Research shows first language attrition in bilingual people is more common than expected
Researchers at the University of Essex in England are finding that language attrition in bilingual people is more common than previously thought.
Language attrition is when second language learners, who do not use their first language regularly, often start to feel ‘rusty.’ It is very common, according to the university’s website.
According to research, immigrants can be affected by this phenomenon as attrition happens to those who move away from their first language environment.
Monika Schmid, a professor at the department of language and linguistics at the University of Essex, wrote on her website that attrition can happen due to the language not being used after migration.
Linguistic knowledge can be affected by ageing, illness or trauma, or changes in multilingual language use across a community.
Her research shows that age plays a factor in the deterioration of the first language.
As a result, immigrant children who acquire their first language without the maturational constraints and begin acquiring a second language will experience competition between languages.
Lana Nikro, a second-year business student at Carleton University, said she’s originally from Lebanon, and she was fluent in Arabic until the age of four.
However, Nikro said when she entered a British school in Lebanon, she started losing her first language.
In addition, she said she was raised in a closed-off neighbourhood and was “surrounded by foreigners who [couldn’t] communicate in Arabic.”
“I didn’t get to practice my mother tongue except when I was at home. At school, even the native Arab speakers [would] not speak Arabic. Coming to Canada, English is an asset more than Arabic, so I went to an English school,” Nikro said.
According to Schmid’s research, there can be changes in how one language is used in multilingual communities. There can be changes in where one language is used, how much it is used, the forms it includes, and how languages are used versus when they are both used together.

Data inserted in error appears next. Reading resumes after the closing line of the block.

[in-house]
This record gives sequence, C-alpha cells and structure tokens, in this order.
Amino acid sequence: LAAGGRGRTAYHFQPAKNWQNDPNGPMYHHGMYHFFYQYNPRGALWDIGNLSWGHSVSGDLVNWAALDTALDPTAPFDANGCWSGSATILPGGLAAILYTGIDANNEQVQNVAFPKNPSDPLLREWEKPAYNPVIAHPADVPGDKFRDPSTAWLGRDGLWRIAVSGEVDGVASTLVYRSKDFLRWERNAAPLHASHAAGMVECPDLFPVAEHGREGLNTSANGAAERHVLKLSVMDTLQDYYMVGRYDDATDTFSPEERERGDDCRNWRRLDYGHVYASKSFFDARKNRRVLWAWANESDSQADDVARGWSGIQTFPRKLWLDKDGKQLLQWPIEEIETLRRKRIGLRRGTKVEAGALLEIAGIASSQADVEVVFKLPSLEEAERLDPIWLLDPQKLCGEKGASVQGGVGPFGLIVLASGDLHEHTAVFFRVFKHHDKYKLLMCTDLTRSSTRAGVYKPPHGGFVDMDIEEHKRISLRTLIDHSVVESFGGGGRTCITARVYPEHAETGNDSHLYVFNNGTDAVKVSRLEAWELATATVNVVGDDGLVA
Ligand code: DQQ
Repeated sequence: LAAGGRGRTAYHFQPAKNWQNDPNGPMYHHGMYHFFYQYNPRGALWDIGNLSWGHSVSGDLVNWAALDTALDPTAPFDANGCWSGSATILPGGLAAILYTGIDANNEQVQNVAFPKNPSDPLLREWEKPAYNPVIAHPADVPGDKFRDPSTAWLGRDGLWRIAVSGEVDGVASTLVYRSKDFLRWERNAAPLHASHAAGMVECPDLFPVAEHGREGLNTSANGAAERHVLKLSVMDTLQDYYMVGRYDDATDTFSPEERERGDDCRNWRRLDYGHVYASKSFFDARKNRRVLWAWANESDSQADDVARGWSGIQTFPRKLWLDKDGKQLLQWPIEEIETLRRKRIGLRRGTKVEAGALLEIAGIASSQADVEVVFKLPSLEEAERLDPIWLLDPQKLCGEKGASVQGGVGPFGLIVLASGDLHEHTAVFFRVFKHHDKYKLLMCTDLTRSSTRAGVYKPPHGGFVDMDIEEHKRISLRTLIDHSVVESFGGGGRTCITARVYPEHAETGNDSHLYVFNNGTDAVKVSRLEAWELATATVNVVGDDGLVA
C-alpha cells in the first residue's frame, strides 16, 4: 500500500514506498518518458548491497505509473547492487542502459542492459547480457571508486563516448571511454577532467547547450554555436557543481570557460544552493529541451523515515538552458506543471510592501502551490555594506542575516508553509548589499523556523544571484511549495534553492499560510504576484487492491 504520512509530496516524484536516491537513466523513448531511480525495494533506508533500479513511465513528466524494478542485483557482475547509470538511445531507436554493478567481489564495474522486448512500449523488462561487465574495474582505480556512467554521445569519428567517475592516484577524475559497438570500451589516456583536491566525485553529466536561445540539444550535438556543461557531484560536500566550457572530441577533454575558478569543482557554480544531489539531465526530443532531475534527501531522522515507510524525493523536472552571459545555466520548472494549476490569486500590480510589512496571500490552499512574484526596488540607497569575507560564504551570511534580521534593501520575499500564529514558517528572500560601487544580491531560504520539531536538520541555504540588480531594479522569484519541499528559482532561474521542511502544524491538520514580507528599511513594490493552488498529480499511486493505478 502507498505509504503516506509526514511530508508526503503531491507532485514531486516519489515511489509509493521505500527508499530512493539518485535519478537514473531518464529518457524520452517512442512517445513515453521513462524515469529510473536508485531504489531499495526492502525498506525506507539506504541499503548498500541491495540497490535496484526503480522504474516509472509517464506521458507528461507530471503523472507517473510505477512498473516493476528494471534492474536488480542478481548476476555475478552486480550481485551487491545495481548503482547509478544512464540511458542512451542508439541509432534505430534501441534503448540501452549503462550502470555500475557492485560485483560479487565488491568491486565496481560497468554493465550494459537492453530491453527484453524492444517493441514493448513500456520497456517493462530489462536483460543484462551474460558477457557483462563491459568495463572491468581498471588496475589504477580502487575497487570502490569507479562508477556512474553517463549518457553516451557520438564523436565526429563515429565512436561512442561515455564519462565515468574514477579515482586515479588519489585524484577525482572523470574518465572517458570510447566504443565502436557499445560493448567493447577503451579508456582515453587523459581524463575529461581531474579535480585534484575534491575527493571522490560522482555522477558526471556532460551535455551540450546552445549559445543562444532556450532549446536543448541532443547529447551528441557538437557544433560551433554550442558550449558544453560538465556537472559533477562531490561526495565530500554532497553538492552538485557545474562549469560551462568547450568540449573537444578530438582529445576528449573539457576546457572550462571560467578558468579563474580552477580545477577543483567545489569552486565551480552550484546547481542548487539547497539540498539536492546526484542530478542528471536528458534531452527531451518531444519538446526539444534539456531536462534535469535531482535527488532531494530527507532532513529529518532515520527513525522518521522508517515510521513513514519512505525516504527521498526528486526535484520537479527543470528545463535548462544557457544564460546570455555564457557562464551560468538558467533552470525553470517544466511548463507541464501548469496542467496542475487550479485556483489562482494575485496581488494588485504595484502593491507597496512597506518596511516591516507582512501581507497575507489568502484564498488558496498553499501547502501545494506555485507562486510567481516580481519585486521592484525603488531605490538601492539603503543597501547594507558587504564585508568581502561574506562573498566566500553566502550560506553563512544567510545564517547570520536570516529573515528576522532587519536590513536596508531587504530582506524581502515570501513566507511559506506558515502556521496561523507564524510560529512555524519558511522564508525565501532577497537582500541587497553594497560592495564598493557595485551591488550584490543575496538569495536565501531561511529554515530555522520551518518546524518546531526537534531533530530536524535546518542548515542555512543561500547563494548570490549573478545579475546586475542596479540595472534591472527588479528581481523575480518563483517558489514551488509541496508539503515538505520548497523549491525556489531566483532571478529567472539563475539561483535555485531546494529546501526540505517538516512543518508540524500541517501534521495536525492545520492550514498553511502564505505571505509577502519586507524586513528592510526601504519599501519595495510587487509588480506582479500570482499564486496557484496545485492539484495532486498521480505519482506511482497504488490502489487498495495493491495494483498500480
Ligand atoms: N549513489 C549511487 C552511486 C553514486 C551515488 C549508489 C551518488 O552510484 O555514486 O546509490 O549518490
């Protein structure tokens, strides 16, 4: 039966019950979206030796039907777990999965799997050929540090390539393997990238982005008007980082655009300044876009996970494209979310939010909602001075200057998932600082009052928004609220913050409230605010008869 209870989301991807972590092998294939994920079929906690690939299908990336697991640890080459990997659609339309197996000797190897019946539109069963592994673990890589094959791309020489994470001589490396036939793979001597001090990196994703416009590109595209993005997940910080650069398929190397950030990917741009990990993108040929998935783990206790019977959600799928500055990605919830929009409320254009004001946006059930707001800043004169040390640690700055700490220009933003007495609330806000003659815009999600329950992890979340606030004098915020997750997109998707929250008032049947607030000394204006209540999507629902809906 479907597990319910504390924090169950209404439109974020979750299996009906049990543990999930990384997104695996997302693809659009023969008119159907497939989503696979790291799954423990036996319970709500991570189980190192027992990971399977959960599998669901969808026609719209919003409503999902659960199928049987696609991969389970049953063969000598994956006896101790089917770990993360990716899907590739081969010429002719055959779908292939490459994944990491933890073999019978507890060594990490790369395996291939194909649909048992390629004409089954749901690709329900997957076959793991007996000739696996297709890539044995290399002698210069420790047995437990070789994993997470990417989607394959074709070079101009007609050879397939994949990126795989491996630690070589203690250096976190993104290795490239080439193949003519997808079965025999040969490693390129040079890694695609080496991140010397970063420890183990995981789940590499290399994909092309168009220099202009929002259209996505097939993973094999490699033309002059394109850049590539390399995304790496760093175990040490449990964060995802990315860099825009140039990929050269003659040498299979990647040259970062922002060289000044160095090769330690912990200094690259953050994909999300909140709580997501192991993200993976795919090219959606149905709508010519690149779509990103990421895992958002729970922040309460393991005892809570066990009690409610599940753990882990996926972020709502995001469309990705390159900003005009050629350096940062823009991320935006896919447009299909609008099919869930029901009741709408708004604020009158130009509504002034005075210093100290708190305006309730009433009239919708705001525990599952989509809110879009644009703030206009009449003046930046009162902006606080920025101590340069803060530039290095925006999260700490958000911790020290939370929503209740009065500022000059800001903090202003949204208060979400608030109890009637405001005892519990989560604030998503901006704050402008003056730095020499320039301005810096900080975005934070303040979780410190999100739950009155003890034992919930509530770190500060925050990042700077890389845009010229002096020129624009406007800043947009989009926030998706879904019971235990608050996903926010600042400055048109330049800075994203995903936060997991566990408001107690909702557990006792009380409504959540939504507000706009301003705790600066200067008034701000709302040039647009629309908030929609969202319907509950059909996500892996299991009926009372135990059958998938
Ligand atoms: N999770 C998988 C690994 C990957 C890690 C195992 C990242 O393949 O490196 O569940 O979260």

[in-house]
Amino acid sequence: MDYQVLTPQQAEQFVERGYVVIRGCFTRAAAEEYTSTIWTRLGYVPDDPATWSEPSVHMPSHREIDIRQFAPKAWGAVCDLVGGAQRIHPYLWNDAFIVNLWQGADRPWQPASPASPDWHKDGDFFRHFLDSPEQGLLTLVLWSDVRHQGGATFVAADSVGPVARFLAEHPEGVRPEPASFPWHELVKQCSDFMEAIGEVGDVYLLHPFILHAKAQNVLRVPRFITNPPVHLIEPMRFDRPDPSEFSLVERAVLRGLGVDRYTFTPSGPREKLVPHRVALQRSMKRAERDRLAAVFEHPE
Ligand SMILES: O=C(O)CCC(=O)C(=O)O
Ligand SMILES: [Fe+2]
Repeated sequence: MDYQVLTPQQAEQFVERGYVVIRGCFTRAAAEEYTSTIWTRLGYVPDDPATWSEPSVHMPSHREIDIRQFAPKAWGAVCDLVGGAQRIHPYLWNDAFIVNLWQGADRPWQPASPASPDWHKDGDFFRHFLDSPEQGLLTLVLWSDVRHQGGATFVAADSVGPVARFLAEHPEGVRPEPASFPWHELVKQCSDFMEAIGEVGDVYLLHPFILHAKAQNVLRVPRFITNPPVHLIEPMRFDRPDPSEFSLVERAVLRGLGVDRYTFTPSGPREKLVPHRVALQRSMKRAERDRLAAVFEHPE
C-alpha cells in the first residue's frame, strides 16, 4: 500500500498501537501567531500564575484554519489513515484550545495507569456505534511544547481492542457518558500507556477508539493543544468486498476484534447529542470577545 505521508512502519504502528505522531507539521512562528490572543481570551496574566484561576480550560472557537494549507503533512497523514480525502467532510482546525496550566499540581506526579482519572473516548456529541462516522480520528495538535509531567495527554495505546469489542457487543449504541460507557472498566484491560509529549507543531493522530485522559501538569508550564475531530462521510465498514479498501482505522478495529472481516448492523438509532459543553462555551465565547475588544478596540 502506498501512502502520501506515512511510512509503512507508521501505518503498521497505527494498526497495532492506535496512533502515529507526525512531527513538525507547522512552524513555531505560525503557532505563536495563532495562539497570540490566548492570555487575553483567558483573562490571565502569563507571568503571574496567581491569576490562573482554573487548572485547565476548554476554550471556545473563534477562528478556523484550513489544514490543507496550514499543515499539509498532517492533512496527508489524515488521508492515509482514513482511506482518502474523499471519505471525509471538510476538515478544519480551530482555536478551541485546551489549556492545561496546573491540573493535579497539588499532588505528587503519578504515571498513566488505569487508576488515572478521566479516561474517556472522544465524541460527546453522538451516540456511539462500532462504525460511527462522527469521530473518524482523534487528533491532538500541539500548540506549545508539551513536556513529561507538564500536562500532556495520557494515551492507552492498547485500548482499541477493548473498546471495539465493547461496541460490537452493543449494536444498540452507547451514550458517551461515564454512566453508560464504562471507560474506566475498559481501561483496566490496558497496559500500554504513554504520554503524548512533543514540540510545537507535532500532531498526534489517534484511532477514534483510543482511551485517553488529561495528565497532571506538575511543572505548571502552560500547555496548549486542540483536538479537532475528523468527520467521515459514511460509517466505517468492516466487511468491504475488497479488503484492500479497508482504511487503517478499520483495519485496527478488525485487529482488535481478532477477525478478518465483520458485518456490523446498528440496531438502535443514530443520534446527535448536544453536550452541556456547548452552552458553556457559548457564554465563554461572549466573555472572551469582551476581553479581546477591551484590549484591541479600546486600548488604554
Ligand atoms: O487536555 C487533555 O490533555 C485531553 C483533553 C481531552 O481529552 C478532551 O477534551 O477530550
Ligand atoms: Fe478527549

Randall Gess, a linguistics and French professor at Carleton, said highly proficient bilinguals often start when they are children because the brain has more elasticity.
“The children seem to pick up additional languages very easily,” he said.
Nikro said she constantly practises Arabic by reading the news, communicating with her friends and family, and by reading the Qur’an.
However, she said most people still think she is a foreigner when she goes back to Lebanon.
“Some people might say a joke, and I may not fully comprehend it, but I can mimic the accent,” Nikro said. “I would really like to go to Lebanon, stay there for a year, and really develop the language and embrace my culture.”
Gess said being able to speak two languages can have long-life benefits.
“There is a recent research that states how bilingualism affects us as we age,” he said. “There are some benefits to our mental capacity as we age if we’re bilingual.”
A recent study from York University has also suggested bilingual children may have a higher ability to focus on one thing and change their response easily, indicating their “cognitive flexibility.”
Several studies have also shown that bilingual people’s brains function better and longer after developing Alzheimer’s disease.
According to Statistics Canada, in 2016, the English-French bilingualism rate increased in most of the provinces and territories, but several of the increases were small.
The data showed there were 94,585 more bilingual people in Ontario in 2016 than in 2011.
However, Gess said he doesn’t think bilingualism automatically causes attrition for people.
“It depends on the context. If I move away from French for 20 years, there will be some attrition, even though I am bilingual,” he said.
Gess added that in the last decade, there has been lot more discussion around learning multiple languages at a young age.
“Children are like little linguistic sponges,” he said. “Parents should introduce them to different languages at a young age.”